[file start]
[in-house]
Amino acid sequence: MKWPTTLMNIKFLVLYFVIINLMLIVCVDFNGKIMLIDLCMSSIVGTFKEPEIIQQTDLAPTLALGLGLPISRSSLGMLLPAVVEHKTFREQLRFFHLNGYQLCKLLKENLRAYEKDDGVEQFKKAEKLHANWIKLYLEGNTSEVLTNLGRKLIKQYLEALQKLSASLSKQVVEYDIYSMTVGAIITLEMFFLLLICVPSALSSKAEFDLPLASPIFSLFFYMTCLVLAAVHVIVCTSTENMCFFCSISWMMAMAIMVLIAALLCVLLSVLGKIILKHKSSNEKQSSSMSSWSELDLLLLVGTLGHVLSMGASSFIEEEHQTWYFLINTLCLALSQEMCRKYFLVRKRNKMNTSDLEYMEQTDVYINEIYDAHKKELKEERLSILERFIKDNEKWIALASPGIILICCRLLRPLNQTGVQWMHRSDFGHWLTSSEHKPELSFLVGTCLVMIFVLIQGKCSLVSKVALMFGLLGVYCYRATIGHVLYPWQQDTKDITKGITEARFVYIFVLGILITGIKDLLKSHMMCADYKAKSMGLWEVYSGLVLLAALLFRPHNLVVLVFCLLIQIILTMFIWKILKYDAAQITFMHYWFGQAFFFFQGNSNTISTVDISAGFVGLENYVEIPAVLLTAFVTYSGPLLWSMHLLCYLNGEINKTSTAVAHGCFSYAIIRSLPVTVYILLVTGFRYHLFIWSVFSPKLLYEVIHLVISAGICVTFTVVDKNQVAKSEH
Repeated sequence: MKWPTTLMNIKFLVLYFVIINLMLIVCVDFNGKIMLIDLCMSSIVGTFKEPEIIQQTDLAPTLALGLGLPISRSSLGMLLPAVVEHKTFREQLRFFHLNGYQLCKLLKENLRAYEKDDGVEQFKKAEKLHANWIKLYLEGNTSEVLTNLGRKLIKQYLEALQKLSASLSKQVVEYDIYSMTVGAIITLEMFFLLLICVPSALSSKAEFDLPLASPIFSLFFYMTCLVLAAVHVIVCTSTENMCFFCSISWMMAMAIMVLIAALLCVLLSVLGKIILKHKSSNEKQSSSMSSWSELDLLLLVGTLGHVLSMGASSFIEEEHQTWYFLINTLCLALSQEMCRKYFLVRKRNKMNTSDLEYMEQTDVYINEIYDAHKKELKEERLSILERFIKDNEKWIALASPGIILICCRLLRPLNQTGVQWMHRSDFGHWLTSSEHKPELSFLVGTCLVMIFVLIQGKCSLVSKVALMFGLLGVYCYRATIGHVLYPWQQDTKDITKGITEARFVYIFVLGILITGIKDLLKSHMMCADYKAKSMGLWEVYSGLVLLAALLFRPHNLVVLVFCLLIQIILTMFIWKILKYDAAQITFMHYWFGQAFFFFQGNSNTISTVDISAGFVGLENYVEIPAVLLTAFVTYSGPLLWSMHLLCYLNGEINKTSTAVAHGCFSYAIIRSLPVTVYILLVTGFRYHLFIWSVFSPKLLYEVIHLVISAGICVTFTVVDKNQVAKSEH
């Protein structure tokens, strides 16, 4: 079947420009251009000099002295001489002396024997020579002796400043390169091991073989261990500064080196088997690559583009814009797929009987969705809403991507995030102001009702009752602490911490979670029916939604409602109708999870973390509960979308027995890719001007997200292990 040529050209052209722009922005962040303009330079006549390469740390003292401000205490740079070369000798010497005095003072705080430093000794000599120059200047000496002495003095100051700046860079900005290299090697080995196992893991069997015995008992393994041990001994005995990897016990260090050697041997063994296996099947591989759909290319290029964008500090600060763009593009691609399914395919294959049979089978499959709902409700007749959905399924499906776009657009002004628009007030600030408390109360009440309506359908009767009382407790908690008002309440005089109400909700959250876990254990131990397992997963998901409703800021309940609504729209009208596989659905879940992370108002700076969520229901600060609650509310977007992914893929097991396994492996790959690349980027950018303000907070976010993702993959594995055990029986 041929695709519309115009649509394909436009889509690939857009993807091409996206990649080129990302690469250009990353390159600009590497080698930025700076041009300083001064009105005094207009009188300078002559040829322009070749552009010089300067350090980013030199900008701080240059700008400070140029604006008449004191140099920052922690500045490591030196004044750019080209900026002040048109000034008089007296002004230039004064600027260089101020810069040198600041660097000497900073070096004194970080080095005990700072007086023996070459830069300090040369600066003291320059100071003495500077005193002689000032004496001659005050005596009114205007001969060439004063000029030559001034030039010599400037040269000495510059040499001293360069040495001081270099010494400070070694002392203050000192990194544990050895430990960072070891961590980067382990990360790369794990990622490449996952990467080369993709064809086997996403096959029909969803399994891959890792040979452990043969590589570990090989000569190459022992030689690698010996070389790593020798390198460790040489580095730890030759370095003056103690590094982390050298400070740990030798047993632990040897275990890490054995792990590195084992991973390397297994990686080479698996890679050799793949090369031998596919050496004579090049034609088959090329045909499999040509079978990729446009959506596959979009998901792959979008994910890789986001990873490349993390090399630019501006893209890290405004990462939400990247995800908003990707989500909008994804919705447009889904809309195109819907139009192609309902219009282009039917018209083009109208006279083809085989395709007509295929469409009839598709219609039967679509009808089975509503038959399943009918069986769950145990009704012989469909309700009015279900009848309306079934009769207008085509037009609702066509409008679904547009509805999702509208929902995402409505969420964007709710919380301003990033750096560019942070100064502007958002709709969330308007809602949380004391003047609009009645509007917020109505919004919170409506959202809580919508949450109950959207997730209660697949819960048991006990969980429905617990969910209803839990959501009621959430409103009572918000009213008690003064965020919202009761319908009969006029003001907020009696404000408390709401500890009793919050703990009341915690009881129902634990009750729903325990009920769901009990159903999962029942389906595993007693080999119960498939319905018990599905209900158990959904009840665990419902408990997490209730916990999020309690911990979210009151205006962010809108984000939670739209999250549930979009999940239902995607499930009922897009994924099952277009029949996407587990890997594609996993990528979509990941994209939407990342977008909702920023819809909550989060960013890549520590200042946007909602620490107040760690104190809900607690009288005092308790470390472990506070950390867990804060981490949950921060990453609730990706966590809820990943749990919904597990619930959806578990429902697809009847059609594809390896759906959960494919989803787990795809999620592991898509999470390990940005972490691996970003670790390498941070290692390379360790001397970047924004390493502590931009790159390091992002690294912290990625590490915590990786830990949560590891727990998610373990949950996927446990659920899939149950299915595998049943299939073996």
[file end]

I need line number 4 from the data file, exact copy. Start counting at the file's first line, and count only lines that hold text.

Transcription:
């Protein structure tokens, strides 16, 4: 079947420009251009000099002295001489002396024997020579002796400043390169091991073989261990500064080196088997690559583009814009797929009987969705809403991507995030102001009702009752602490911490979670029916939604409602109708999870973390509960979308027995890719001007997200292990 040529050209052209722009922005962040303009330079006549390469740390003292401000205490740079070369000798010497005095003072705080430093000794000599120059200047000496002495003095100051700046860079900005290299090697080995196992893991069997015995008992393994041990001994005995990897016990260090050697041997063994296996099947591989759909290319290029964008500090600060763009593009691609399914395919294959049979089978499959709902409700007749959905399924499906776009657009002004628009007030600030408390109360009440309506359908009767009382407790908690008002309440005089109400909700959250876990254990131990397992997963998901409703800021309940609504729209009208596989659905879940992370108002700076969520229901600060609650509310977007992914893929097991396994492996790959690349980027950018303000907070976010993702993959594995055990029986 041929695709519309115009649509394909436009889509690939857009993807091409996206990649080129990302690469250009990353390159600009590497080698930025700076041009300083001064009105005094207009009188300078002559040829322009070749552009010089300067350090980013030199900008701080240059700008400070140029604006008449004191140099920052922690500045490591030196004044750019080209900026002040048109000034008089007296002004230039004064600027260089101020810069040198600041660097000497900073070096004194970080080095005990700072007086023996070459830069300090040369600066003291320059100071003495500077005193002689000032004496001659005050005596009114205007001969060439004063000029030559001034030039010599400037040269000495510059040499001293360069040495001081270099010494400070070694002392203050000192990194544990050895430990960072070891961590980067382990990360790369794990990622490449996952990467080369993709064809086997996403096959029909969803399994891959890792040979452990043969590589570990090989000569190459022992030689690698010996070389790593020798390198460790040489580095730890030759370095003056103690590094982390050298400070740990030798047993632990040897275990890490054995792990590195084992991973390397297994990686080479698996890679050799793949090369031998596919050496004579090049034609088959090329045909499999040509079978990729446009959506596959979009998901792959979008994910890789986001990873490349993390090399630019501006893209890290405004990462939400990247995800908003990707989500909008994804919705447009889904809309195109819907139009192609309902219009282009039917018209083009109208006279083809085989395709007509295929469409009839598709219609039967679509009808089975509503038959399943009918069986769950145990009704012989469909309700009015279900009848309306079934009769207008085509037009609702066509409008679904547009509805999702509208929902995402409505969420964007709710919380301003990033750096560019942070100064502007958002709709969330308007809602949380004391003047609009009645509007917020109505919004919170409506959202809580919508949450109950959207997730209660697949819960048991006990969980429905617990969910209803839990959501009621959430409103009572918000009213008690003064965020919202009761319908009969006029003001907020009696404000408390709401500890009793919050703990009341915690009881129902634990009750729903325990009920769901009990159903999962029942389906595993007693080999119960498939319905018990599905209900158990959904009840665990419902408990997490209730916990999020309690911990979210009151205006962010809108984000939670739209999250549930979009999940239902995607499930009922897009994924099952277009029949996407587990890997594609996993990528979509990941994209939407990342977008909702920023819809909550989060960013890549520590200042946007909602620490107040760690104190809900607690009288005092308790470390472990506070950390867990804060981490949950921060990453609730990706966590809820990943749990919904597990619930959806578990429902697809009847059609594809390896759906959960494919989803787990795809999620592991898509999470390990940005972490691996970003670790390498941070290692390379360790001397970047924004390493502590931009790159390091992002690294912290990625590490915590990786830990949560590891727990998610373990949950996927446990659920899939149950299915595998049943299939073996």